Provided that we can find some sufficiently satisfactory method of measuring output, it is also useful to define what may be called the elasticity of output or production, which measures the rate at which output in any industry increases when more effective demand in terms of wage-units is directed towards it, namely
eor = dOr
dDwr × Dwr
Provided we can assume that the price is equal to the marginal prime cost, we then have
ΔDwr = 1
1 − eor DPr
where Pr is the expected profit. It follows from this that if eor = 0, i.e. if the output of the industry is perfectly inelastic, the whole of the increased effective demand (in terms of wage-units) is expected to accrue to the entrepreneur as profit, i.e. ΔDwr = ΔPr; whilst if eor = 1, i.e. if the elasticity of output is unity, no part of the increased effective demand is expected to accrue as profit, the whole of it being absorbed by the elements entering into marginal prime cost.
Moreover, if the output of an industry is a function φ(Nr) of the labour employed in it, we have
1 − eor
eer = Nr φ"(Nr)
where pwr is the expected price of a unit of output in terms of the wage-unit. Thus the condition eor = 1 means that φ"(Nr) = 0, i.e. that there are constant returns in response to increased employment.
Now, in so far as the classical theory assumes that real wages are always equal to the marginal disutility of labour and that the latter increases when employment increases, so that the labour supply will fall off; cet. par., if real wages are reduced, it is assuming that in practice it is impossible to increase expenditure in terms of wage-units. If this were true, the concept of elasticity of employment would have no field of application. Moreover, it would, in this event, be impossible to increase employment by increasing expenditure in terms of money; for money-wages would rise proportionately to the increased money expenditure so that there would be no increase of expenditure in terms of wage-units and consequently no increase in employment. But if the classical assumption does not hold good, it will be possible to increase employment by increasing expenditure in terms of money until real wages have fallen to equality with the marginal disutility of labour, at which point there will, by definition, be full employment.
Ordinarily, of course, eor will have a value intermediate between zero and unity. The extent to which prices (in terms of wage-units) will rise, i.e. the extent to which real wages will fall, when money expenditure is increased, depends, therefore, on the elasticity of output in response to expenditure in terms of wage-units.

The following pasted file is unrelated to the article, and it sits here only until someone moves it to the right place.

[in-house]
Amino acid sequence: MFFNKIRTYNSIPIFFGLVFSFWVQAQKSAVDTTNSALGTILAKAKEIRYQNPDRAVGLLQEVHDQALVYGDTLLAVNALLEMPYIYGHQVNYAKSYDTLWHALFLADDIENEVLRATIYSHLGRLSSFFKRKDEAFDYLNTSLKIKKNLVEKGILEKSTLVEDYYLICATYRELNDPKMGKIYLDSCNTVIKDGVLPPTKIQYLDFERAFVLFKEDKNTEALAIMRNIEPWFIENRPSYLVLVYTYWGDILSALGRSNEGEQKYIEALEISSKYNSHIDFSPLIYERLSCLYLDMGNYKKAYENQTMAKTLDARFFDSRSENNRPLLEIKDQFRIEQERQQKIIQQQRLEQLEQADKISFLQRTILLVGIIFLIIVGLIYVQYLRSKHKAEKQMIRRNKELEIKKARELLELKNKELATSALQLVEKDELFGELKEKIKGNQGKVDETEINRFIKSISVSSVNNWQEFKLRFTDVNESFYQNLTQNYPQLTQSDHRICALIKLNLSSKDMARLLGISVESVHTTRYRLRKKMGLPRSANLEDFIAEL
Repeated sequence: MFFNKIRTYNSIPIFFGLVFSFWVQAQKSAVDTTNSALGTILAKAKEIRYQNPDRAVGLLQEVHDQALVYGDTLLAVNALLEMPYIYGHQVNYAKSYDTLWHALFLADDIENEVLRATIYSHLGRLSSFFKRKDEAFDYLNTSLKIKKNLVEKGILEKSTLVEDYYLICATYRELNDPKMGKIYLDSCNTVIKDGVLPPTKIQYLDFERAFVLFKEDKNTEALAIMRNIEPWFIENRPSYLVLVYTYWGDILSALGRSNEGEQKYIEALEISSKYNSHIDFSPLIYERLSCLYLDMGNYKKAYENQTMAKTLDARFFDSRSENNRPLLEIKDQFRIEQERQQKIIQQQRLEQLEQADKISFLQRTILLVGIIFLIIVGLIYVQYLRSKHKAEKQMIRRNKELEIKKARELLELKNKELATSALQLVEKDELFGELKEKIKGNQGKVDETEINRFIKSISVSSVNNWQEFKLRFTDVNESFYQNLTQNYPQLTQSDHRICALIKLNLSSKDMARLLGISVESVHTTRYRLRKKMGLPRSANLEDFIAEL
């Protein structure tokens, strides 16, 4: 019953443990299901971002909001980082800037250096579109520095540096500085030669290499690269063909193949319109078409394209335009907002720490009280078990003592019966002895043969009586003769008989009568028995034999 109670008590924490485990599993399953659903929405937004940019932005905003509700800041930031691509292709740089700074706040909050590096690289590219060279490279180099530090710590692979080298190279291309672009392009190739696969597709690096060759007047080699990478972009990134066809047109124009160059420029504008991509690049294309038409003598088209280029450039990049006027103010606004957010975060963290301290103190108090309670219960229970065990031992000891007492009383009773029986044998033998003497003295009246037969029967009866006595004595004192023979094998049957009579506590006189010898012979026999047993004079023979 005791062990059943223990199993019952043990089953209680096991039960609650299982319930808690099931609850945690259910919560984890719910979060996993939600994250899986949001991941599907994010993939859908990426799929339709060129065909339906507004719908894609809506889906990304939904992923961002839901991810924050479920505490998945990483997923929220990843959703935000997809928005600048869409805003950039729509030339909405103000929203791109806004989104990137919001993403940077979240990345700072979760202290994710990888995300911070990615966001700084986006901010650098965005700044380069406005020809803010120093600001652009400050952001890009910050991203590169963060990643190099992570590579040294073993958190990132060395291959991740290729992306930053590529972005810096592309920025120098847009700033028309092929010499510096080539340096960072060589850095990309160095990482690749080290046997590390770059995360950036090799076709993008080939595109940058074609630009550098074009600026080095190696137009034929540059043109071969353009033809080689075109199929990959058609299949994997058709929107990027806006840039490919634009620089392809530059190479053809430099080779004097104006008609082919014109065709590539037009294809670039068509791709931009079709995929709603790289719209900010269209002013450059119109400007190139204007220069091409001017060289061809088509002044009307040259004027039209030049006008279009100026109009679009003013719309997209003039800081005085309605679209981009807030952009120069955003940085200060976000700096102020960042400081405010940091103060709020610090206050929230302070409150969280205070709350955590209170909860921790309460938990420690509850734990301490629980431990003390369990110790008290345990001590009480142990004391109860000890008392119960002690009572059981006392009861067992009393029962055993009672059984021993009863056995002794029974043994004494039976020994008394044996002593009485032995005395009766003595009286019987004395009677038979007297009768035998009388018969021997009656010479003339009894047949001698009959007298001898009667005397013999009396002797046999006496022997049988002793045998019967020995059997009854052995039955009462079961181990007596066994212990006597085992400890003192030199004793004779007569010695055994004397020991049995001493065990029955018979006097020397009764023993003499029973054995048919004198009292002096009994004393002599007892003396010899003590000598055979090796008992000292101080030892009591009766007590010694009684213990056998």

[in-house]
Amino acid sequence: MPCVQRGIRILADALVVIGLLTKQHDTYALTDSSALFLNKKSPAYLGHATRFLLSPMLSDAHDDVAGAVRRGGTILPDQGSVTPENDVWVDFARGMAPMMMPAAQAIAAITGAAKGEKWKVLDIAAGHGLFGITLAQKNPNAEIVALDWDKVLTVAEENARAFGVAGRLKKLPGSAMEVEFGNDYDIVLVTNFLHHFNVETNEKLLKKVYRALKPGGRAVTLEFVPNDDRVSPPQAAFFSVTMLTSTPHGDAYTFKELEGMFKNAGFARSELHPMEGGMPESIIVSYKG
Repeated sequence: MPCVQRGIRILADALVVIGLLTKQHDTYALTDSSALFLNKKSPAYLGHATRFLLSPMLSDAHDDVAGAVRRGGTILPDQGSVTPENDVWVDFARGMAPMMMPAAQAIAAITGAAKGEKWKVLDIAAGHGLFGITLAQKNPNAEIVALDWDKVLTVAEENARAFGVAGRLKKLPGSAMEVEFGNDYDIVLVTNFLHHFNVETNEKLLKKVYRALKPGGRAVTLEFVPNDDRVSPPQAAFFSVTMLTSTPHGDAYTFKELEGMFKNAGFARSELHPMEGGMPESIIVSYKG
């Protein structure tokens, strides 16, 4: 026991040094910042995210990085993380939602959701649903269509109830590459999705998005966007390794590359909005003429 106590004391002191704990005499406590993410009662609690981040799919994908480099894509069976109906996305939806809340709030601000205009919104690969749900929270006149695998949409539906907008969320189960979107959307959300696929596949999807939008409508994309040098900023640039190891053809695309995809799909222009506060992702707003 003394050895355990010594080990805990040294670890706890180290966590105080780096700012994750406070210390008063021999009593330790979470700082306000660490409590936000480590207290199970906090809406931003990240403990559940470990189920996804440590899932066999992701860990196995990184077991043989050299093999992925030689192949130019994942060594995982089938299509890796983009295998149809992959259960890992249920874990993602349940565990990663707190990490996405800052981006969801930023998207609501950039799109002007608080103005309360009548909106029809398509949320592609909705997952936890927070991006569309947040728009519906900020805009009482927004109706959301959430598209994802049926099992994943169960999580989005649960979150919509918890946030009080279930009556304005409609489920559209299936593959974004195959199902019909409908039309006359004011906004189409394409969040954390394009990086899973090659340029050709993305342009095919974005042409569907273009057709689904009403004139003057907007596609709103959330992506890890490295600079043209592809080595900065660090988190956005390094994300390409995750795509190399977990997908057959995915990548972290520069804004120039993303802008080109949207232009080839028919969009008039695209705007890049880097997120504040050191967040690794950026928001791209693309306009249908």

Let the elasticity of the expected price pwr in response to changes in effective demand Dwr, namely (dpwr/dDwr) × (Dwr /pwr), be written e′pr.
Since Or × pwr = Dwr, we have
dDwr × Dwr
Or + dpwr
dDwr × Dwr
pwr = 1
e′pr + eor = 1.
That is to say, the sum of the elasticities of price and of output in response to changes in effective demand (measured in terms of wage-units) is equal to unity. Effective demand spends itself, partly in affecting output and partly in affecting price, according to this law.
If we are dealing with industry as a whole and are prepared to assume that we have a unit in which output as a whole can be measured, the same line of argument applies, so that e′p + eo = 1, where the elasticities without a suffix r apply to industry as a whole.
Let us now measure values in money instead of wage-units and extend to this case our conclusions in respect of industry as a whole.
If W stands for the money-wages of a unit of labour and p for the expected price of a unit of output as a whole in terms of money, we can write ep (= (Ddp) / (pdD)) for the elasticity of money-prices in response to changes in effective demand measured in terms of money, and ew (= (DdW) / (WdD)) for the elasticity of money-wages in response to changes in effective demand in terms of money. It is then easily shown that
ep = 1 = eo(1 −ew).
This equation is, as we shall see in the next chapter, first step to a generalised quantity theory of money.
If eo = 0 or if ew = 1, output will be unaltered and prices will rise in the same proportion as effective demand in terms of money. Otherwise they will rise in a smaller proportion.
Let us return to the employment function. We have assumed in the foregoing that to every level or aggregate effective demand there corresponds a unique distribution of effective demand between the products of each individual industry. Now, as aggregate expenditure changes, the corresponding expenditure on the products of an individual industry will not, in general, change in the same proportion; — partly because individuals will not, as their incomes rise, increase the amount of the products of each separate industry, which they purchase, in the same proportion, and partly because the prices of different commodities will respond in different degrees to increases in expenditure upon them.